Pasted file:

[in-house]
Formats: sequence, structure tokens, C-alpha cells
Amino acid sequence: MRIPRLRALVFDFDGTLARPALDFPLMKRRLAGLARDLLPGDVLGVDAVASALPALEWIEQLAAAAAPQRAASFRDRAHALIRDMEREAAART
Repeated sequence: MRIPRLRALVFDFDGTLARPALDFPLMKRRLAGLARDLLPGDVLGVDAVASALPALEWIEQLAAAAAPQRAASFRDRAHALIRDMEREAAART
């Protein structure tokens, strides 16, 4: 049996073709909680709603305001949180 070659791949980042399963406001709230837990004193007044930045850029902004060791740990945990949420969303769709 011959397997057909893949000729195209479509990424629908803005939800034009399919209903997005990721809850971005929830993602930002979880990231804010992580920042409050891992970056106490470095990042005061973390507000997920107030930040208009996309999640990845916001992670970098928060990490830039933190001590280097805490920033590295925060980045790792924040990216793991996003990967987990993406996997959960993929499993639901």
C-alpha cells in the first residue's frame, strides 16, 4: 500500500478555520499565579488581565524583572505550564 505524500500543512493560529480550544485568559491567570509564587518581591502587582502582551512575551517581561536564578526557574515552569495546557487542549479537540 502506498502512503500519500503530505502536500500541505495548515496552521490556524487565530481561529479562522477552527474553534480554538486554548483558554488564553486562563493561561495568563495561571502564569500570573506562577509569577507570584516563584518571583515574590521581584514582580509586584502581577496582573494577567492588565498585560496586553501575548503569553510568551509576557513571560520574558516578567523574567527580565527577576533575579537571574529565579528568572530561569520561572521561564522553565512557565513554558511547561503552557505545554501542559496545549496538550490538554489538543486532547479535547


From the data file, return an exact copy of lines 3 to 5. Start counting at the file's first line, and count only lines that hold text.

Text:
Amino acid sequence: MRIPRLRALVFDFDGTLARPALDFPLMKRRLAGLARDLLPGDVLGVDAVASALPALEWIEQLAAAAAPQRAASFRDRAHALIRDMEREAAART
Repeated sequence: MRIPRLRALVFDFDGTLARPALDFPLMKRRLAGLARDLLPGDVLGVDAVASALPALEWIEQLAAAAAPQRAASFRDRAHALIRDMEREAAART
């Protein structure tokens, strides 16, 4: 049996073709909680709603305001949180 070659791949980042399963406001709230837990004193007044930045850029902004060791740990945990949420969303769709 011959397997057909893949000729195209479509990424629908803005939800034009399919209903997005990721809850971005929830993602930002979880990231804010992580920042409050891992970056106490470095990042005061973390507000997920107030930040208009996309999640990845916001992670970098928060990490830039933190001590280097805490920033590295925060980045790792924040990216793991996003990967987990993406996997959960993929499993639901």